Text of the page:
SALT LAKE CITY — Cities would be blocked from creating a new high-revenue school district under the terms of a bill approved Thursday by the Utah House.
HB84, sponsored by Rep. Craig Hall, R-West Valley City, would stop the creation of a new school district by city leaders if the difference between the estimated revenues of the two districts over five years is greater than 5 percent.
Hall said the intent of the bill is to avoid a situation where affluent neighborhoods and revenue-generating areas are "cherry-picked" in the creation of new school district, leaving the former district cash-strapped and overcrowded.
"This bill is all about making sure that in the creation of a new school district, we don’t end up with a situation where one geographical area has 70 percent of the tax base with 30 percent of the kids," he said.
The bill is seen by many as a response to the Jordan School District, which over the past several years has seen the splintering of its east side for the creation of the Canyons School District, rapid enrollment growth and overcrowding, and the recent failure of a nearly $500 million bond for new buildings.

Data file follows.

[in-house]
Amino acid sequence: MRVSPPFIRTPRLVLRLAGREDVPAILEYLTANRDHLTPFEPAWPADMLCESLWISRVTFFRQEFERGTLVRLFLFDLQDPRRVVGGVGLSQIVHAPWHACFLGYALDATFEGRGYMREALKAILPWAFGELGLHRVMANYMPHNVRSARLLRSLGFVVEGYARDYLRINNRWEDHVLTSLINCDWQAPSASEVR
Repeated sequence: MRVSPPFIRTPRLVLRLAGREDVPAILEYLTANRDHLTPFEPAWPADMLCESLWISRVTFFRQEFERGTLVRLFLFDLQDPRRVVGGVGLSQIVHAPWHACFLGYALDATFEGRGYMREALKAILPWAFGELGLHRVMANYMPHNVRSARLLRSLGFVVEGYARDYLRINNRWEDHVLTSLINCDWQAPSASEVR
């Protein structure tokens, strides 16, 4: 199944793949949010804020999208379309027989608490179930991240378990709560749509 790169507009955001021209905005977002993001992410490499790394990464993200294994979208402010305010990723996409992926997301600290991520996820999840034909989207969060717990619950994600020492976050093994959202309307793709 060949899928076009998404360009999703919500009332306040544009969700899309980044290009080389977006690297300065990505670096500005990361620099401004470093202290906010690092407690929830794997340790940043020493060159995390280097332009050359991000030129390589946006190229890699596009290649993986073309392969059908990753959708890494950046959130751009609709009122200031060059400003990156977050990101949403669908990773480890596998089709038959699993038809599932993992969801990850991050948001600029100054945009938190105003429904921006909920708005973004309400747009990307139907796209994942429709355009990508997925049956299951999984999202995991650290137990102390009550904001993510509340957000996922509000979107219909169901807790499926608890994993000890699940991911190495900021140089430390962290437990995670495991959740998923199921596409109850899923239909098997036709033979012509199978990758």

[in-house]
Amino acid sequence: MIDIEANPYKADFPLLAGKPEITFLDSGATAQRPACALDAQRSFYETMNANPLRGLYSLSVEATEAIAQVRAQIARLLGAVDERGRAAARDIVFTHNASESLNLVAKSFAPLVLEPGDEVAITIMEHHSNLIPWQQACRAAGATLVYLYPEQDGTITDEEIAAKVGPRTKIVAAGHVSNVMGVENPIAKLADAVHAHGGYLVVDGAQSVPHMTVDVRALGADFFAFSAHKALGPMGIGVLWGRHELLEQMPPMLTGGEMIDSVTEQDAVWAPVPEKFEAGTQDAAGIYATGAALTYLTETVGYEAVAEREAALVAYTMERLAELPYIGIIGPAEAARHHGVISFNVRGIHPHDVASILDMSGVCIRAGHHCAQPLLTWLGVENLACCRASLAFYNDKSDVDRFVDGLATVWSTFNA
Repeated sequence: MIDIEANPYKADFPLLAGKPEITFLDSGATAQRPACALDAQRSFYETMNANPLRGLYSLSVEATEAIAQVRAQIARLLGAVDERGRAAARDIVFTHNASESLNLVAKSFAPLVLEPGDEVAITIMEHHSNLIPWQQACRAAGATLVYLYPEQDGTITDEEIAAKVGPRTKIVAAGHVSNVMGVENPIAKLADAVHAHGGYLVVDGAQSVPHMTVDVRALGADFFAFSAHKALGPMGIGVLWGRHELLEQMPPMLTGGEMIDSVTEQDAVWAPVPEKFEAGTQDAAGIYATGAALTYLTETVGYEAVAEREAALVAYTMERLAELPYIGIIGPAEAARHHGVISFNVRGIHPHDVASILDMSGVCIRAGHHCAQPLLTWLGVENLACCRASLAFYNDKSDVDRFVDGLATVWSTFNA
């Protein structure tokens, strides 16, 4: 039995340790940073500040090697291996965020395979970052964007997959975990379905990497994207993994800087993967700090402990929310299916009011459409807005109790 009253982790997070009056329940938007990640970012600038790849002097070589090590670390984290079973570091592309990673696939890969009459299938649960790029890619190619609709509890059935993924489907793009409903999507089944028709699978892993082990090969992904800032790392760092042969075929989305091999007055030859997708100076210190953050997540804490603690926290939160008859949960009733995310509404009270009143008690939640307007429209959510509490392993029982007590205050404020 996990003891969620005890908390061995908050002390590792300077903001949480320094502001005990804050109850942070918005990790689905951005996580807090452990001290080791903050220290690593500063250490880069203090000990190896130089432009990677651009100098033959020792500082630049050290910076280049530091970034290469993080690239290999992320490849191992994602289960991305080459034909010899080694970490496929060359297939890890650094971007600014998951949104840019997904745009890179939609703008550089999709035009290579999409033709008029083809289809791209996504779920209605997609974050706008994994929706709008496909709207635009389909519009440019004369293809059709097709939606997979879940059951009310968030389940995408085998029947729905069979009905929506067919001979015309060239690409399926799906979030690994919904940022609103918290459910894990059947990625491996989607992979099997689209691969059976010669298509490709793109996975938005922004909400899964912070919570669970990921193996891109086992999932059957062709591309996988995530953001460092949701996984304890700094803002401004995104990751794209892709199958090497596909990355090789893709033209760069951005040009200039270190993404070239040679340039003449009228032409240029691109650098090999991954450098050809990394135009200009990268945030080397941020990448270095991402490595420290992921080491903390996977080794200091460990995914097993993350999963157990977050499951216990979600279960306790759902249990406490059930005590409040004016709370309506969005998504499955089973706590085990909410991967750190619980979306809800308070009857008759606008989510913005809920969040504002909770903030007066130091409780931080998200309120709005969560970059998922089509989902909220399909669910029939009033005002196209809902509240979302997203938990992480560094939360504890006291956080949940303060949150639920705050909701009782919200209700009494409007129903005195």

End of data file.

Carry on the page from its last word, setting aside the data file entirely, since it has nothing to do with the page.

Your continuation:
Some members of the South Jordan City Council have expressed an interest in leaving the Jordan School District and creating a new district. A special meeting of the City Council was held earlier this week, with city leaders meeting with mayors of the municipalities that make up Canyons School District.
HB84 would make it more difficult for South Jordan city officials to initiate a split from the Jordan School District, but Hall emphasized that other options — including a citizen initiative or action by the Jordan Board of Education — would still be available if a split is needed.
"It absolutely does not prohibit school districts from splitting," Hall said. "There are other ways."
But Rep. Rich Cunningham, R-South Jordan, cautioned against taking action that would limit the ability of local decision-making. He attempted to run an amendment that would have exempted most Utah municipalities, but it was voted down.
"What’s going to stop us from coming back next year and the next year from taking away (option) two and (option) three?" Cunningham said, referring to the different ways school districts are created.
Rep. Steve Eliason, R-Sandy, also suggested an amendment that would have widened the revenue window to 10 percent. He said that five-year revenue estimates are not precise, particularly when dealing with large sums, and a 10 percent revenue window would allow flexibility.
"If they’re bound by a small 5 percent window, I think that causes a lot of frustration when a group feels like they’re doing something for strong reasons," Eliason said.
Hall spoke against both amendments. He said future action by lawmakers would be based on whether a proposal is good or bad policy, and the 5 percent window is consistent with existing statute regarding the incorporation or annexation of cities and towns.
The bill was approved in a 56-14 vote. It will now go before the Senate for consideration.
HB84 has also received the formal support of the Salt Lake County Council.
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